How to turn your passion for DIY into a profitable business

Since the UK went into lockdown last March UK residents have spent an unusual amount of time at home. Many of us took time off to focus on our passions and, many started new hobbies. DIY is a hobby many of us get immense satisfaction from. Whether you have a project at home you have needed to do for a while or want to titivate a room, DIY is a great option. Not only does it keep labouring costs down, but it also enhances your skill set.

Perhaps lockdown gave you the time to rethink your aspirations and helped you realise that DIY is a hobby you could easily turn into a career. So, if this sounds like you, read on and see how you can turn your passion for DIY into a profitable business. 

Make a plan 

You might feel that your DIY experience has given you the experience and confidence to become an all-rounder. Alternatively, you might feel you have a specific skill set and wish to pursue that further. Whatever your strong suit, focus on it and build your business around it. 

Often starting a business requires capital. So, you need to determine if you have enough money to invest in your business before you begin. The money you invest could be used to buy electrical tools, a van or to market your new company. All of which will make your business more profitable and successful in the long term. 

Calculating how much you could earn is a huge factor in determining if your business will make you your desired amount of money. Factors to consider when calculating how much you could earn are how much your competitors charge, travel costs and the cost of labour. Once you have evaluated your earnings, you can make an informed decision.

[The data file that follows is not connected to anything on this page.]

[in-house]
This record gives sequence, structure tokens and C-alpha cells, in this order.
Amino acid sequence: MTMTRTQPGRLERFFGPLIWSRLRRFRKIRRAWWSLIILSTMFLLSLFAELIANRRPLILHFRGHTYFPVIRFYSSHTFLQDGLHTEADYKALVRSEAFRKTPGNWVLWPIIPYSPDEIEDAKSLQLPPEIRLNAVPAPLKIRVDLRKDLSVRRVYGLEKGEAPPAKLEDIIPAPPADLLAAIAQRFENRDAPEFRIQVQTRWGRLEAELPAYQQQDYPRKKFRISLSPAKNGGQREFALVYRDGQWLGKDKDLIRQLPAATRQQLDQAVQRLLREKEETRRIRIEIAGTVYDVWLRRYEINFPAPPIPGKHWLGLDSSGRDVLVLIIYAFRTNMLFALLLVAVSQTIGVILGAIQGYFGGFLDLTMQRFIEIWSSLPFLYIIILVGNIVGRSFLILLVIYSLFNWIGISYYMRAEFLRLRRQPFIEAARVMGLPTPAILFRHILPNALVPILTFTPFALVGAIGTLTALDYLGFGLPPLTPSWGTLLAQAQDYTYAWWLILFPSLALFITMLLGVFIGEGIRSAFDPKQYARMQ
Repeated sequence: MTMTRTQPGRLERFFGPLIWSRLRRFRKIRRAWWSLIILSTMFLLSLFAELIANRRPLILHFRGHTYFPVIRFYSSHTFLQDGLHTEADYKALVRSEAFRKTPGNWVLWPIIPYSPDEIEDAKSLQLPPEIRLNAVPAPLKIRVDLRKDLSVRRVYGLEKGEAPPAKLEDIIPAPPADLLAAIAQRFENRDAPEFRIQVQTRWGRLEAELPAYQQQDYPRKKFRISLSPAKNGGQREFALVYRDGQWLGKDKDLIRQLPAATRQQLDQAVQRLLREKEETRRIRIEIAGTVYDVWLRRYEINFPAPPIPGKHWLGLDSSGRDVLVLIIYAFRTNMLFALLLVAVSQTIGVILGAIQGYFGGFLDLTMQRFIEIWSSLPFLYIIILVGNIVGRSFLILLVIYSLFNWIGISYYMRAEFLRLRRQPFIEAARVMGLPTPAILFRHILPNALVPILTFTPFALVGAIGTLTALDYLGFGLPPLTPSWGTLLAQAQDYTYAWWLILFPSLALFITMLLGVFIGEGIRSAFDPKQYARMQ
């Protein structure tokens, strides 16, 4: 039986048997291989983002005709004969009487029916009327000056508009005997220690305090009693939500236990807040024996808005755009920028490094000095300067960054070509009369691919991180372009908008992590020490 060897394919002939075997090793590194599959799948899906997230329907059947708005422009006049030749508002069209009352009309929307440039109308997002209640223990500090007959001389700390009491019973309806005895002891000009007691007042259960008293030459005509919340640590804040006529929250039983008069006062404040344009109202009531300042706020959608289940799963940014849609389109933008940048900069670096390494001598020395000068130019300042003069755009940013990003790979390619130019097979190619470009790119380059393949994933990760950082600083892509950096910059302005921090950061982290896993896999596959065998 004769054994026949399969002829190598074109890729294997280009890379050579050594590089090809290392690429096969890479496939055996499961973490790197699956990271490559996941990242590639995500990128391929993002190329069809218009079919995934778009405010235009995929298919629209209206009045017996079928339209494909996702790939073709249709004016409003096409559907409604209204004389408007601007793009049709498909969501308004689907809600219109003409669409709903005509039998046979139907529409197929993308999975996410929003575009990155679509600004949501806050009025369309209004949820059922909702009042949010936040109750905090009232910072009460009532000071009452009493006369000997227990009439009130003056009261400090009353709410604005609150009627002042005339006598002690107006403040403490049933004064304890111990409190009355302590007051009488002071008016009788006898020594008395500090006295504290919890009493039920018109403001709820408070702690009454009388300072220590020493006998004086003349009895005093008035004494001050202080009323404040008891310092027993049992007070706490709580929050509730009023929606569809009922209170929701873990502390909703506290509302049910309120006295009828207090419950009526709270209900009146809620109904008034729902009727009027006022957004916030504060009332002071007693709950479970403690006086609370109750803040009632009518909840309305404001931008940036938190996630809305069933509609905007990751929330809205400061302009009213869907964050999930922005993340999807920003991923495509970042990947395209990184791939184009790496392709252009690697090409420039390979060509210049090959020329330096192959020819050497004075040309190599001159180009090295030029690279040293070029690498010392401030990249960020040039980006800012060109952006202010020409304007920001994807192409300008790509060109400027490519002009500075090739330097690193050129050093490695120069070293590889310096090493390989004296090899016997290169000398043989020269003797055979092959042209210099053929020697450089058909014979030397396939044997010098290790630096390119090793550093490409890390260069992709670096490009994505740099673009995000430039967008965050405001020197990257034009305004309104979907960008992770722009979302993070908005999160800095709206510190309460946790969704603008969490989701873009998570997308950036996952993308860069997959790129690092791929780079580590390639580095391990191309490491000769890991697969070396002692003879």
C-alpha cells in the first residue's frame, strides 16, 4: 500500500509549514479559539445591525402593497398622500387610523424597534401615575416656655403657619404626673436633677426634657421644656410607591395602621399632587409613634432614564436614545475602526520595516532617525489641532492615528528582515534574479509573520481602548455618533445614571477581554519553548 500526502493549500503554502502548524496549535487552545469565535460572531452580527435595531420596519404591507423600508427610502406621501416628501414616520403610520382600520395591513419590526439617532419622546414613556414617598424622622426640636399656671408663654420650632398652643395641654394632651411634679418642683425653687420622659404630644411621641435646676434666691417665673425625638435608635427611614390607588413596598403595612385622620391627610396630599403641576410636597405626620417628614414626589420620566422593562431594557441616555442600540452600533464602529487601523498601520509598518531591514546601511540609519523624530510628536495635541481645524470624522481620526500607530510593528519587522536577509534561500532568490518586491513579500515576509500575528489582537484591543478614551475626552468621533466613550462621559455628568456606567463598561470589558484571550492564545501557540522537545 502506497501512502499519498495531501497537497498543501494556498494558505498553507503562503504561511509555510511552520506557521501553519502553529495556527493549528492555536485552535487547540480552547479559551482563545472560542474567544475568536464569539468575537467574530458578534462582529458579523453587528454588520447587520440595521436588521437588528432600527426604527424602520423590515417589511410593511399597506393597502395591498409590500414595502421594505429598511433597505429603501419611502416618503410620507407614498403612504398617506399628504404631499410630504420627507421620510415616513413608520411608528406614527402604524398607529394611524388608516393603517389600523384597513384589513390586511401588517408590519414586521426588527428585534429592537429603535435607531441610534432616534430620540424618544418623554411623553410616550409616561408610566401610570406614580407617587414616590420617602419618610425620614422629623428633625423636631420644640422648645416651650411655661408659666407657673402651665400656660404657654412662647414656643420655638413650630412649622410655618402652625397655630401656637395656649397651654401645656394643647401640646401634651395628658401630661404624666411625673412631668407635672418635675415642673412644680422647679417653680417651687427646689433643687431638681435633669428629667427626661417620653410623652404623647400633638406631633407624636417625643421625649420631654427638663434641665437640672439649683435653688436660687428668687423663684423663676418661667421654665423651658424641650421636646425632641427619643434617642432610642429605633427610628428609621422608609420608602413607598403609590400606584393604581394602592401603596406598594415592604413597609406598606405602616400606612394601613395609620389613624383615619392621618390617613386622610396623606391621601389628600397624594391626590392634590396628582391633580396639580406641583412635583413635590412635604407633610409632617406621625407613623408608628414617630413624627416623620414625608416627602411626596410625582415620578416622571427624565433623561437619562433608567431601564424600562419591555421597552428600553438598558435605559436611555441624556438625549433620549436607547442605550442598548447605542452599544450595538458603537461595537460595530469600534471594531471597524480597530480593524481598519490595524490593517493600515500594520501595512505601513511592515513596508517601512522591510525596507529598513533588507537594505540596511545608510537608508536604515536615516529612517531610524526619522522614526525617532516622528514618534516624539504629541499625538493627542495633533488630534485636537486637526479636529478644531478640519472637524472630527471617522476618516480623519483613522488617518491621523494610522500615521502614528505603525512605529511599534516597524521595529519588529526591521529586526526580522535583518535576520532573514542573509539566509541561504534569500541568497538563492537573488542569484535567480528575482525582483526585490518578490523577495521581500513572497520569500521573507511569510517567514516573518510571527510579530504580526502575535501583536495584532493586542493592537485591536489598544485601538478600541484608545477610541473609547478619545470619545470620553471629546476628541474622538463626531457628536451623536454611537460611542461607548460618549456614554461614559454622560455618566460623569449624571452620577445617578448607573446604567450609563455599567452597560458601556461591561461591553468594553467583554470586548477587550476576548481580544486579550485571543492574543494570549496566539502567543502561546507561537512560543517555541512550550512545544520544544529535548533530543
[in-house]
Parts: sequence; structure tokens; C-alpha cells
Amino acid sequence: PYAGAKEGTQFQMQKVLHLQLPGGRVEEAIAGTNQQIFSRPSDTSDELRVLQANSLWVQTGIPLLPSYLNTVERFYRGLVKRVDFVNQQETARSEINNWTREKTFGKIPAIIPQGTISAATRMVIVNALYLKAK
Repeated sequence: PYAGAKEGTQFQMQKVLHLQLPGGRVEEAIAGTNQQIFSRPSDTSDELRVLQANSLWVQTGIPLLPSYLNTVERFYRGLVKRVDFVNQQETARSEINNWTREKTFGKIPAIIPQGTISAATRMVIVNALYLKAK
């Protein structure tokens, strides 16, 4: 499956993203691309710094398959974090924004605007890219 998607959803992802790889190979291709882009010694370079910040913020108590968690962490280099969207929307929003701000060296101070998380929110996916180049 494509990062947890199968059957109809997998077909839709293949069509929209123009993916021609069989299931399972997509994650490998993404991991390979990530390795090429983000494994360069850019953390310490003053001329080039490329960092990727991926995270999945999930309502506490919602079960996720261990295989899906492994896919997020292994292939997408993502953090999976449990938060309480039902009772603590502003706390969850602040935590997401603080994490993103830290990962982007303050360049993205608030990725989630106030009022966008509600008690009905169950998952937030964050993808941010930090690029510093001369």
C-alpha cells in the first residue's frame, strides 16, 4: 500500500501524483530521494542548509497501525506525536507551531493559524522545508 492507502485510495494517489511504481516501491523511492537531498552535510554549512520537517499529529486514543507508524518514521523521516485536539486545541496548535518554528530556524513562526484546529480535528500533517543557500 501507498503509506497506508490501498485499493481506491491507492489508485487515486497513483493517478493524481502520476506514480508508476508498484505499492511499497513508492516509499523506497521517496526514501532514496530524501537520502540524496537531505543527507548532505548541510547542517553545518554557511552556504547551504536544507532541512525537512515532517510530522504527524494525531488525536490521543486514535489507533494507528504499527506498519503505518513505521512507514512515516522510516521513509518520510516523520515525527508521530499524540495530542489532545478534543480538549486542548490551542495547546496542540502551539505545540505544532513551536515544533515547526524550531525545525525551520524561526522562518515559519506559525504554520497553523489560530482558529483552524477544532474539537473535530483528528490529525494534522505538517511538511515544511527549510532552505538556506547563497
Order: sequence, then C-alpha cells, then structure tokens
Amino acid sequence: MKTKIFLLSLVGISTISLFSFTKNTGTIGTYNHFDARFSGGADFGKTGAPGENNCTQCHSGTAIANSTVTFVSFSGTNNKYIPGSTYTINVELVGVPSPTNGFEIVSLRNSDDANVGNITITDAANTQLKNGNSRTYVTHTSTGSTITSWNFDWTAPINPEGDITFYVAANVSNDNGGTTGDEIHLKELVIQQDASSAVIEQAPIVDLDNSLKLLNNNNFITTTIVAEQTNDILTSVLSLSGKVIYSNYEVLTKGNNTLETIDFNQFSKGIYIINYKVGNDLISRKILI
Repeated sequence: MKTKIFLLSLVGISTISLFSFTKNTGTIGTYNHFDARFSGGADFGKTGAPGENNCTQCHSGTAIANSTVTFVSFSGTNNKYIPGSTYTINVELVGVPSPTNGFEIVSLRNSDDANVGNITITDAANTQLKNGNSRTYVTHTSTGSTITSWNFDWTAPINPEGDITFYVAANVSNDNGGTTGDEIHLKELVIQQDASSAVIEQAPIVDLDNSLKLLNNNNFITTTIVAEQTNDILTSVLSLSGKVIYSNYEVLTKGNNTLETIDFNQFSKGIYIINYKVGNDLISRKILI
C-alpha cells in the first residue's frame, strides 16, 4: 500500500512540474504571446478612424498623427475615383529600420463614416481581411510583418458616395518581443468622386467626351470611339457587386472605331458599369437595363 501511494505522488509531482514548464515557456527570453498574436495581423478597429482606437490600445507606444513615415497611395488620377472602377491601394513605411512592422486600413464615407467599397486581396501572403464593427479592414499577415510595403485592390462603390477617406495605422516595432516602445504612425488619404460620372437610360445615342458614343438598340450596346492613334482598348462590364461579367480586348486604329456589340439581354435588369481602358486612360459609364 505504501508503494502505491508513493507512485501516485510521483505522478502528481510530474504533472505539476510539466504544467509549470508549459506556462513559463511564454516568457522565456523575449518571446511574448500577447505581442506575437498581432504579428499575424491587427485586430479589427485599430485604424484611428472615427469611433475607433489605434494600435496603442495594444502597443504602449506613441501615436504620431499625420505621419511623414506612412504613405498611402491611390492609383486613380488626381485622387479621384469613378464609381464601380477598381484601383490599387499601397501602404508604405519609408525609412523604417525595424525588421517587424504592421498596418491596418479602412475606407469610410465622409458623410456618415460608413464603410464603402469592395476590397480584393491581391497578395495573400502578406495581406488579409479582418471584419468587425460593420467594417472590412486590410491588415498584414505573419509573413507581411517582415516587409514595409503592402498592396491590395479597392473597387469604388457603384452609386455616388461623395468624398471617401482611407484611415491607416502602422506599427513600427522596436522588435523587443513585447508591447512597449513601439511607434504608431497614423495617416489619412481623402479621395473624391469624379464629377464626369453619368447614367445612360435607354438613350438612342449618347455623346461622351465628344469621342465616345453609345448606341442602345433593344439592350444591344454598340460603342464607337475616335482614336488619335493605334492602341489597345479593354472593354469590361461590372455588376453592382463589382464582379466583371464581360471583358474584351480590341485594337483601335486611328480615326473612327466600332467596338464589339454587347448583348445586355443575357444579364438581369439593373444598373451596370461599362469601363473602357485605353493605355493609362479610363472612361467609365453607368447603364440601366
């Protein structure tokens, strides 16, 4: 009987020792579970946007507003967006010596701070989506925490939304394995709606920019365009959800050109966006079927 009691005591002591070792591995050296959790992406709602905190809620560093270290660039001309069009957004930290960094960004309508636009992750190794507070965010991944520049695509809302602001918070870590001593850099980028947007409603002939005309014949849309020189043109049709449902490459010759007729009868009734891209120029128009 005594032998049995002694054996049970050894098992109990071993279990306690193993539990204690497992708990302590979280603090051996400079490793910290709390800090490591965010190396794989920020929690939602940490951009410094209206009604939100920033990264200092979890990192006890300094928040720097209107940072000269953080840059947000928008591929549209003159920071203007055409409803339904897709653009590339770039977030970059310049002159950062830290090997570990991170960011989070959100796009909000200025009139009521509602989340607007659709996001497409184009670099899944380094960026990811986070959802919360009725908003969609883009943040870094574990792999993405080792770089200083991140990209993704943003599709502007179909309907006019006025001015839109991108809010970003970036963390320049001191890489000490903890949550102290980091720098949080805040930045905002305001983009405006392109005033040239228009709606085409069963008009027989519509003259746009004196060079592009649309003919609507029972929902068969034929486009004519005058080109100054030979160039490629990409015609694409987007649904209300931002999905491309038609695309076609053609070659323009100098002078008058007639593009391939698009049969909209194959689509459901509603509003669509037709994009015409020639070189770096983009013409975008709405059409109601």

Get the right PPE and tools 


Working with tools and machinery requires you to have a certain level of protection. Once you know the jobs you will be doing, you can then purchase the relevant personal protection equipment (PPE). The types of PPE you might require are – 

  • Head protection, for example, a helmet. 
  • Eye protection, for example, goggles. 
  • Ear protection, for example, earplugs. 
  • Protective clothing.


The tools your buy will be relevant to the job you are doing. For example, if you are drilling into a masonry wall or cutting up wood, you will need power tools. Alternatively, you might need smaller tools for more intricate jobs. Whatever job you are doing, ensure you have the correct tool storage to keep them safe, ensure your safety and reduce the risk of theft.